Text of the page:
Boundary Condition

 

Right at the bottom of the above picture is an important formula: -

$$\boxed{D = \dfrac{V_{OUT}-V_{IN}}{V_{OUT}}}$$

And, from \(D\), emerges the charge time, \(\hspace{1cm}t_1 = \dfrac{D}{F_{SW}}\)

 

Question: How much energy can the inductor acquire during \(t_1\)?

Answer: We must start by finding the peak inductor current (\(I_{PK}\)).

 

Calculating \(I_{PK}\) in the boundary condition

Using Faraday's equation for an inductor we know: -

$$\boxed{V = L\cdot\dfrac{di}{dt}}$$

Where,

                • \(V=V_{IN}\)
                • \(di=I_{PK}\)
                • \(dt=t_1\)
                • \(L=\) inductance

 

Hence, \(\hspace{4.5cm}V_{IN} = L\cdot\dfrac{I_{PK}}{t_1}\therefore I_{PK} = \dfrac{t_1\cdot V_{IN}}{L}\)

 

Now that we have \(I_{PK}\), we can calculate stored inductor energy at the boundary: -

$$\boxed{W = \dfrac{1}{2}\cdot L\cdot I_{PK}^2}$$

The boundary condition power transfer

Noting that all the inductor's stored energy (W) is transferred at the boundary, the load power that could be delivered is energy (W) multiplied by \(F_{SW}\).

 

But, how much power is required by the load?

This may not be as obvious as you first think.

 

For instance, you might want a \(V_{OUT}\) to be 16 volts feeding a 5 Ω load and, your input supply (\(V_{IN}\)) might be 12 volts. Therefore, the load power is 16/5 = 51.2 watts. However, that isn't the power that needs to be transferred via the inductor's energy storage mechanism.

 

In fact, the inductor only needs to "uplift" \(V_{OUT}\) from 12 volts to 16 volts (Δ 4 volts) hence, the uplift power is somewhat smaller. If we calculate load current (16/5), we get 3.2 amps therefore, the inductor's power-uplift is only 4 volts x 3.2 amps = 12.8 watts.

 

In the real world we would add-on a few watts for diode forward conduction losses. I'm going to ignore this because, any decent boost-converter will raise its duty cycle (D) to accommodate diode losses. In other words, I can assume that the control loop will do what it needs to do.

 

Now we can decide whether we operate in DCM or CCM. If the power uplift required by the load is less than the power that could be delivered at the boundary, then the boost converter will operate in DCM. If the power uplift required is greater than the power that could be delivered at the boundary, then the boost converter will operate in CCM.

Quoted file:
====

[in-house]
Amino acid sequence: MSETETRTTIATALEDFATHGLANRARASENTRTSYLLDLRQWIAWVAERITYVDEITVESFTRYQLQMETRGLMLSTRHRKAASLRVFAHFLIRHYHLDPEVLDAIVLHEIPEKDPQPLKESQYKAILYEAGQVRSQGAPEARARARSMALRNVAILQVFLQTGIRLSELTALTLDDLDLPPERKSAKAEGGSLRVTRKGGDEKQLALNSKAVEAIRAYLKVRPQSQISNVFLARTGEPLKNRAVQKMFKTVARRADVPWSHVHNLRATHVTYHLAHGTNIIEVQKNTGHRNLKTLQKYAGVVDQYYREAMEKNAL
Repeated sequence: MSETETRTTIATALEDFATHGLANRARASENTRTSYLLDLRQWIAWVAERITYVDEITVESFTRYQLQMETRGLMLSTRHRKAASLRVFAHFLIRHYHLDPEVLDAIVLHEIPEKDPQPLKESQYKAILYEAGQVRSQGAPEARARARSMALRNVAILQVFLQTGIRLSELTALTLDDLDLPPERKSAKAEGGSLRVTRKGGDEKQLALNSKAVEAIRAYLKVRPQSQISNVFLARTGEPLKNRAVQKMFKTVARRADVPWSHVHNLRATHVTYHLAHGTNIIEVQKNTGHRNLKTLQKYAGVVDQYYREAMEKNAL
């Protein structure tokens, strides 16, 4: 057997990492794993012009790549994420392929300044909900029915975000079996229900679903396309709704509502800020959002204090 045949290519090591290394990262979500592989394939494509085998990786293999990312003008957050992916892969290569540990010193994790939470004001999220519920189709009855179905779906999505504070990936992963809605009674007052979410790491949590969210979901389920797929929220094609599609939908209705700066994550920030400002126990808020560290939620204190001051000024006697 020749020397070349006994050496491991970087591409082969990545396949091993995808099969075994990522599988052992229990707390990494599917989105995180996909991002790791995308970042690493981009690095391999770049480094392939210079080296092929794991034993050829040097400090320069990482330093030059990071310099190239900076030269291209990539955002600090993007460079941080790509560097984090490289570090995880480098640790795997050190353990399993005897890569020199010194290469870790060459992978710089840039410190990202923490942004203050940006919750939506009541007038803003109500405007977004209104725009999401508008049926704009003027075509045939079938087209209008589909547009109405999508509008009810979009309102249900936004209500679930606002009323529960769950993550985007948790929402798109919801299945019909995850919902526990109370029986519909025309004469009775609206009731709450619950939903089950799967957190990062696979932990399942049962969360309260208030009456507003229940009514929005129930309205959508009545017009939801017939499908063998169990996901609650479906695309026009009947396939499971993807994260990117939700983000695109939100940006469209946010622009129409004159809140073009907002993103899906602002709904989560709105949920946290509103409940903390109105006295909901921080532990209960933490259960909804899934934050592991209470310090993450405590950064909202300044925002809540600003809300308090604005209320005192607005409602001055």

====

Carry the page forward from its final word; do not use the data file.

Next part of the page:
What DCM duty cycle might be needed?

Calculate the energy per cycle (packet energy, W) required to sustain \(V_{OUT}\) across the load by dividing power uplift by \(F_{SW}\). This means that the peak current in the inductor is: -

$$I_{PK}=\sqrt{\dfrac{2\cdot W}{L}}$$

Given that we know \(V_{IN}\) and \(L\), we can calculate \(t_1\) by: -

$$t_1 = \dfrac{L\cdot I_{PK}}{V_{IN}}$$

This leads us find duty cycle: -

$$D = t_1\cdot F_{SW}$$

Summarising the above calculations we find: -

$$\boxed{\hspace{1cm}D = \dfrac{1}{V_{IN}}\cdot \sqrt{2\cdot L\cdot F_{SW}\cdot P_{\small{UPLIFT}}}\hspace{1cm}}$$

The above formula is my preferred way of expressing it but sometimes you see it like this: -

$$\boxed{\hspace{1cm}D = \dfrac{1}{V_{IN}}\cdot \sqrt{2\cdot L\cdot F_{SW}\cdot (V_{OUT}-V_{IN})\cdot I_{\small{LOAD}}}\hspace{1cm}}$$

And, sometimes you see it like this: -

$$\boxed{\hspace{1cm}D = \dfrac{1}{V_{IN}}\cdot \sqrt{\dfrac{2\cdot L\cdot F_{SW}\cdot (V_{OUT}-V_{IN})}{R_{\small{LOAD}}}}\hspace{1cm}}$$

 

DCM Voltage Transfer Equation

To formulate the voltage transfer equation, take the above formula and re-arrange to get this: -

$$\dfrac{D^2\cdot R_{\small{LOAD}}\cdot V_{IN}^2}{2\cdot L\cdot F_{SW}} = V_{OUT}\cdot(V_{OUT}-V_{IN})$$

$$\dfrac{D^2\cdot R_{\small{LOAD}}}{2\cdot L\cdot F_{SW}}=\dfrac{V_{OUT}^2}{V_{IN}^2}-\dfrac{V_{OUT}}{V_{IN}}$$

Then solve the emerging quadratic to get this DCM formula: -

$$\dfrac{V_{OUT}}{V_{IN}}=\dfrac{1}{2}+\sqrt{\dfrac{1}{4}+\dfrac{D^2\cdot R_{\small{LOAD}}}{2\cdot L\cdot F_{SW}}}$$

CCM Voltage Transfer Equation

For CCM, it's the same as the boundary case: -

$$\dfrac{V_{OUT}}{V_{IN}}=\dfrac{1}{1-D}$$